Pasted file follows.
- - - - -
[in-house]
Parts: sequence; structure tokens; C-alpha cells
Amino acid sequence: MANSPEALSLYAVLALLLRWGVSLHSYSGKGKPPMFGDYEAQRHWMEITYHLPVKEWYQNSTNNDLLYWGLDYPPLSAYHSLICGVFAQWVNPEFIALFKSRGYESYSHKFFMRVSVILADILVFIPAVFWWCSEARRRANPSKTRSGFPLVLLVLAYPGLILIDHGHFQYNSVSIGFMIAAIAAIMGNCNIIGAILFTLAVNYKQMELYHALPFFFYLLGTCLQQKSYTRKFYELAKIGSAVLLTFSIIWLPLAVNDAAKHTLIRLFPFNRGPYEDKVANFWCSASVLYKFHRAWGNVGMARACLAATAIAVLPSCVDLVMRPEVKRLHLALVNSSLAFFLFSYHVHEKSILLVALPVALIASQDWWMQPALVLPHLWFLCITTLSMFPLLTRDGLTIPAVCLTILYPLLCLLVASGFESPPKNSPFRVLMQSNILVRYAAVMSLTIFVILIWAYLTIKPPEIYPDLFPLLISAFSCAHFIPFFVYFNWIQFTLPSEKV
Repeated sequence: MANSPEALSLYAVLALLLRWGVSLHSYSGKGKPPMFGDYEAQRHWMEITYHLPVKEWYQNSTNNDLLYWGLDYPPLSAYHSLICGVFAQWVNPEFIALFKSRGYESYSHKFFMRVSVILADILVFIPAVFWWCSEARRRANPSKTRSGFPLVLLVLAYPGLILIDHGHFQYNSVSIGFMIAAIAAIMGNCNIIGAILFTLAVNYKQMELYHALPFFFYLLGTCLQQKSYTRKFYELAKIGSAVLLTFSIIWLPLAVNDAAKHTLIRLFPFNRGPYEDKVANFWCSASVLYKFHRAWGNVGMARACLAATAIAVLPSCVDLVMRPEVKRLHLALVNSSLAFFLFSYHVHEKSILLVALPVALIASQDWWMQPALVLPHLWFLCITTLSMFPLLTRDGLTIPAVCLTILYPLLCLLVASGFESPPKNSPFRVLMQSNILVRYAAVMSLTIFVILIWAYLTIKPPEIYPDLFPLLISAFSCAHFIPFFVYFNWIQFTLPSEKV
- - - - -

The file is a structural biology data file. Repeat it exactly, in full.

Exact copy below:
[in-house]
Parts: sequence; structure tokens; C-alpha cells
Amino acid sequence: MANSPEALSLYAVLALLLRWGVSLHSYSGKGKPPMFGDYEAQRHWMEITYHLPVKEWYQNSTNNDLLYWGLDYPPLSAYHSLICGVFAQWVNPEFIALFKSRGYESYSHKFFMRVSVILADILVFIPAVFWWCSEARRRANPSKTRSGFPLVLLVLAYPGLILIDHGHFQYNSVSIGFMIAAIAAIMGNCNIIGAILFTLAVNYKQMELYHALPFFFYLLGTCLQQKSYTRKFYELAKIGSAVLLTFSIIWLPLAVNDAAKHTLIRLFPFNRGPYEDKVANFWCSASVLYKFHRAWGNVGMARACLAATAIAVLPSCVDLVMRPEVKRLHLALVNSSLAFFLFSYHVHEKSILLVALPVALIASQDWWMQPALVLPHLWFLCITTLSMFPLLTRDGLTIPAVCLTILYPLLCLLVASGFESPPKNSPFRVLMQSNILVRYAAVMSLTIFVILIWAYLTIKPPEIYPDLFPLLISAFSCAHFIPFFVYFNWIQFTLPSEKV
Repeated sequence: MANSPEALSLYAVLALLLRWGVSLHSYSGKGKPPMFGDYEAQRHWMEITYHLPVKEWYQNSTNNDLLYWGLDYPPLSAYHSLICGVFAQWVNPEFIALFKSRGYESYSHKFFMRVSVILADILVFIPAVFWWCSEARRRANPSKTRSGFPLVLLVLAYPGLILIDHGHFQYNSVSIGFMIAAIAAIMGNCNIIGAILFTLAVNYKQMELYHALPFFFYLLGTCLQQKSYTRKFYELAKIGSAVLLTFSIIWLPLAVNDAAKHTLIRLFPFNRGPYEDKVANFWCSASVLYKFHRAWGNVGMARACLAATAIAVLPSCVDLVMRPEVKRLHLALVNSSLAFFLFSYHVHEKSILLVALPVALIASQDWWMQPALVLPHLWFLCITTLSMFPLLTRDGLTIPAVCLTILYPLLCLLVASGFESPPKNSPFRVLMQSNILVRYAAVMSLTIFVILIWAYLTIKPPEIYPDLFPLLISAFSCAHFIPFFVYFNWIQFTLPSEKV